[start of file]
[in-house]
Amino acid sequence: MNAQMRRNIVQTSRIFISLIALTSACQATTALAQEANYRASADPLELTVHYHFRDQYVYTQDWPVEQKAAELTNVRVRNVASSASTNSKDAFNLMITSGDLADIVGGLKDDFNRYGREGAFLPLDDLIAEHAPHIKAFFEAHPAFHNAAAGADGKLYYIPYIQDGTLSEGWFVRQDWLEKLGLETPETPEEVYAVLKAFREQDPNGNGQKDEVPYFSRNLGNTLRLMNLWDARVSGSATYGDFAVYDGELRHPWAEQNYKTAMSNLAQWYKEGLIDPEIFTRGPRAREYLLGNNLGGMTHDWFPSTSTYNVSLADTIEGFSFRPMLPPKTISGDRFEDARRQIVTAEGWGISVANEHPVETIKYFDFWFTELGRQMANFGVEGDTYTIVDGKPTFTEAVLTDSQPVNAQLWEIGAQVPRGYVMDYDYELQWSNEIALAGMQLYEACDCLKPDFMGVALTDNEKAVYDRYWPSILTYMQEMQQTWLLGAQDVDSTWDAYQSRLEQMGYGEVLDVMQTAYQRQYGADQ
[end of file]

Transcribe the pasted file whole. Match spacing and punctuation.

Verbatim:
[in-house]
Amino acid sequence: MNAQMRRNIVQTSRIFISLIALTSACQATTALAQEANYRASADPLELTVHYHFRDQYVYTQDWPVEQKAAELTNVRVRNVASSASTNSKDAFNLMITSGDLADIVGGLKDDFNRYGREGAFLPLDDLIAEHAPHIKAFFEAHPAFHNAAAGADGKLYYIPYIQDGTLSEGWFVRQDWLEKLGLETPETPEEVYAVLKAFREQDPNGNGQKDEVPYFSRNLGNTLRLMNLWDARVSGSATYGDFAVYDGELRHPWAEQNYKTAMSNLAQWYKEGLIDPEIFTRGPRAREYLLGNNLGGMTHDWFPSTSTYNVSLADTIEGFSFRPMLPPKTISGDRFEDARRQIVTAEGWGISVANEHPVETIKYFDFWFTELGRQMANFGVEGDTYTIVDGKPTFTEAVLTDSQPVNAQLWEIGAQVPRGYVMDYDYELQWSNEIALAGMQLYEACDCLKPDFMGVALTDNEKAVYDRYWPSILTYMQEMQQTWLLGAQDVDSTWDAYQSRLEQMGYGEVLDVMQTAYQRQYGADQ